Work environment, governance and service quality in Japanese healthcare
Objectives: This paper explores the contribution of governance to work environment and service quality in Japanese healthcare.
Research design: Data for this project was collected by giving questionnaires to the staff at eight cooperative hospitals across Japan in 2016 and compared with similar data from the staff at two public hospitals in Osaka in 2017. The staff sample from these 10 hospitals was a total of 6,859, with a response rate of 72.1%.
Findings: Based on the “demand, control, support” model of Karasek & Theorell, we found that more staff control over their daily work life resulted in greater staff satisfaction and promoted better service quality. Governance proved to be an intervening factor of significant importance and this paper considered three differentiated models for governing the provision of healthcare in Japan. They were distinguished in terms of the autonomy given to the staff in their everyday work life as well as patient inclusion in hospital discussions and decision-making.
Implications: Greater staff autonomy and more patient inclusion can have a positive effect both on work environment and service quality. Governance models can, therefore, contribute to or detract from goals of achieving greater staff autonomy, better service quality and more patient inclusion.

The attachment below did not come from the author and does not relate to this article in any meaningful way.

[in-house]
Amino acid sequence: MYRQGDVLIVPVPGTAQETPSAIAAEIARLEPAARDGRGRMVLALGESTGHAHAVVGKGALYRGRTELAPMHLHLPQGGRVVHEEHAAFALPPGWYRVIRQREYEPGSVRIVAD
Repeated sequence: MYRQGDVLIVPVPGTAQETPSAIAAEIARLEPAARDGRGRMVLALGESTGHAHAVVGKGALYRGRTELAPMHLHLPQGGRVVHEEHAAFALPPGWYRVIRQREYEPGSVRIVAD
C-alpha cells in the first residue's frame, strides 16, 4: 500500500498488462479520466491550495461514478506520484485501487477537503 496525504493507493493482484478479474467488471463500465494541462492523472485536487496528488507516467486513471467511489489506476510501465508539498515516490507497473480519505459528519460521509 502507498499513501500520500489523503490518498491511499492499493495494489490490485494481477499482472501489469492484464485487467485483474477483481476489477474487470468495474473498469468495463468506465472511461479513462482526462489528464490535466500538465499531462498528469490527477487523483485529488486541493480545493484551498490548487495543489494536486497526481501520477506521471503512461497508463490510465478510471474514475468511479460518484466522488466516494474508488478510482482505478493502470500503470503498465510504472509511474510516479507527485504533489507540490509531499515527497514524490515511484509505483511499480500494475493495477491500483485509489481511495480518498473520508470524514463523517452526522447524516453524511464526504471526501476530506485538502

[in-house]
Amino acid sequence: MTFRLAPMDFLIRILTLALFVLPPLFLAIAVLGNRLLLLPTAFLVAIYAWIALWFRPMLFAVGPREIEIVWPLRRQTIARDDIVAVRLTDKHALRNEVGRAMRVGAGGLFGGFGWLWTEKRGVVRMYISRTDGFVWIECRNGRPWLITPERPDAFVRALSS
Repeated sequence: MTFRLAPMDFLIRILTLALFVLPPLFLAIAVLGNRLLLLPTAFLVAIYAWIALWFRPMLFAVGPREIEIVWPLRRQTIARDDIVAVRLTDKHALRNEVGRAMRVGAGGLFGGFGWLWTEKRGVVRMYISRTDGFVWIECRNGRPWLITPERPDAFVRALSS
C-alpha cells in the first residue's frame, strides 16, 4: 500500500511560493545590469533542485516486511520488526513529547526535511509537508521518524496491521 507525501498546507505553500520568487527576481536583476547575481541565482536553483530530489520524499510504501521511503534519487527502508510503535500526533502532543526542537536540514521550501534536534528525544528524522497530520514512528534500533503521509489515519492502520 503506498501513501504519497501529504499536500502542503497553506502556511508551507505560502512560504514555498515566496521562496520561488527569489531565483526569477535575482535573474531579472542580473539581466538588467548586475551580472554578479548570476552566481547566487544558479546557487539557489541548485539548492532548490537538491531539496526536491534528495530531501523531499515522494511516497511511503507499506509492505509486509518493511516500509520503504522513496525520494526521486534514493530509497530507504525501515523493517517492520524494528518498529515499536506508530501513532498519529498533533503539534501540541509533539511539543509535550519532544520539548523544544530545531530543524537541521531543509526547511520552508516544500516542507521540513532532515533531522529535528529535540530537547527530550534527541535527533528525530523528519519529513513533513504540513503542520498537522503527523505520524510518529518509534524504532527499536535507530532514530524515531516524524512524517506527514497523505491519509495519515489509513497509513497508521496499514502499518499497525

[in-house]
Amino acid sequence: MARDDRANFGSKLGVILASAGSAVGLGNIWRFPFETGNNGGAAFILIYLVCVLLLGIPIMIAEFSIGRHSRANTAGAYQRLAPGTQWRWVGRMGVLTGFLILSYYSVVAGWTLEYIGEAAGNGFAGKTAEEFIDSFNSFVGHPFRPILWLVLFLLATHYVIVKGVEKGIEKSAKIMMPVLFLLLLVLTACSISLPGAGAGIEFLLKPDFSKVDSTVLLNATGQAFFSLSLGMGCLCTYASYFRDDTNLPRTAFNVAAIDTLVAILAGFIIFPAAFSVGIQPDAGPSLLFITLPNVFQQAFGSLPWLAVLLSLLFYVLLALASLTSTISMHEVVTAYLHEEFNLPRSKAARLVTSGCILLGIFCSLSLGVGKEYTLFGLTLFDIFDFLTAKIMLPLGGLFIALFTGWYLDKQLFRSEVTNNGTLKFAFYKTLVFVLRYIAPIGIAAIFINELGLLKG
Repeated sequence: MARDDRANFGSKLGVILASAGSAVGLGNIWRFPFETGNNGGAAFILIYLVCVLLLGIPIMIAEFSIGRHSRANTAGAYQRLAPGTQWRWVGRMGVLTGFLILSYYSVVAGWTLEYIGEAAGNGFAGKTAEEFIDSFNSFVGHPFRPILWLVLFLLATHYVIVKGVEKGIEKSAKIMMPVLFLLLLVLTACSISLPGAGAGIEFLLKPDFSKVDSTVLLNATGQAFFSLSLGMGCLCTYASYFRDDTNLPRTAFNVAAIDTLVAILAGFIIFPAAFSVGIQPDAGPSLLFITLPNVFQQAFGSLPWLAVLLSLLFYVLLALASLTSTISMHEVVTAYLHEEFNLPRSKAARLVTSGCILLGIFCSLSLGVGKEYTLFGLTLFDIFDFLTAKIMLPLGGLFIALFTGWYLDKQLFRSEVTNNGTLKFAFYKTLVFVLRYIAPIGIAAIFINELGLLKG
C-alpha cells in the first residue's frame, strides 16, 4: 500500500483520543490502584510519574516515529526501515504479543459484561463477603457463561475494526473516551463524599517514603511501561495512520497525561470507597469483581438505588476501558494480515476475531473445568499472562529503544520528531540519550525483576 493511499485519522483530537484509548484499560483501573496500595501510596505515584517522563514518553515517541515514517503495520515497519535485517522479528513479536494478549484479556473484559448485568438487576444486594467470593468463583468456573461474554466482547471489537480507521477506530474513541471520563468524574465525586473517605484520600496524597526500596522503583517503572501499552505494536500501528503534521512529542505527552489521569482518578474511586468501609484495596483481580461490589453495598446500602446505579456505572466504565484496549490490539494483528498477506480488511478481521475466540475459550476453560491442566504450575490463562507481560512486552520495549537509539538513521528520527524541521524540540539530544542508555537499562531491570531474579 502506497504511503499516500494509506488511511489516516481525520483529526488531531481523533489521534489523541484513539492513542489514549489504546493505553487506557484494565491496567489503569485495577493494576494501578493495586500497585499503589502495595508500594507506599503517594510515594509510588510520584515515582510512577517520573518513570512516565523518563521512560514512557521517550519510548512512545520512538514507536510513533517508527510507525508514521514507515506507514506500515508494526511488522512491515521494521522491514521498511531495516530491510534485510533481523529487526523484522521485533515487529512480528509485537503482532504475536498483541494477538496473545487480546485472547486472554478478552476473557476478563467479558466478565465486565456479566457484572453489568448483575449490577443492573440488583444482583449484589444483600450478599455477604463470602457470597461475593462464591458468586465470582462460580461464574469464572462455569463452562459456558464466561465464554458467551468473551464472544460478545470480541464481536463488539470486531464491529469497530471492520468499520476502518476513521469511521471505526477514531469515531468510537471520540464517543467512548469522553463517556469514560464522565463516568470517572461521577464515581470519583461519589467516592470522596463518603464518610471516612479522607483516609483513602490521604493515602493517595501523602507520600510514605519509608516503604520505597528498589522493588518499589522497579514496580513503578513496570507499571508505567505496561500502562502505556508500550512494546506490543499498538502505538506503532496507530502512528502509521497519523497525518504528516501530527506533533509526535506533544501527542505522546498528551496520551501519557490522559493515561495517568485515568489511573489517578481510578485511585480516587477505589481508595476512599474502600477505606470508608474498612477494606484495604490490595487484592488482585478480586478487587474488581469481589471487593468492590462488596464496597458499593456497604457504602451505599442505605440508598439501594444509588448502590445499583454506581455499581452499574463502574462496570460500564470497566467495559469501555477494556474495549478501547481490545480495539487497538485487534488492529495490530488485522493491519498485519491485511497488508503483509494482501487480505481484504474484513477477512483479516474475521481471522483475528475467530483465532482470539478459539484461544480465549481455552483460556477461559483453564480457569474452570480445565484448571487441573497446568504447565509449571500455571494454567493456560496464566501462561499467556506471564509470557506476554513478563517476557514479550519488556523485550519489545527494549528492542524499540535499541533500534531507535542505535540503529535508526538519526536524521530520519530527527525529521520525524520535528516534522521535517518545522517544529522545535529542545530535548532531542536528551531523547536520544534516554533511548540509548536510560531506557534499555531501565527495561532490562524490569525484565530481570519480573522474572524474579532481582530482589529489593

Contribution: This study tapped into Japan’s unique healthcare system, with two user-owned co-operative healthcare providers that manage nearly 200 hospitals with almost 50,000 beds, in order to explore work environment, governance and service quality. Questionnaires given to nearly 7,000 hospital employees allowed us to explore in depth the contribution of governance to work environment and service quality in Japanese healthcare. These results can serve as a best practice for other healthcare providers in Japan and elsewhere.
work environment; demand & control; governance; service quality; healthcare; co-operatives; social enterprises
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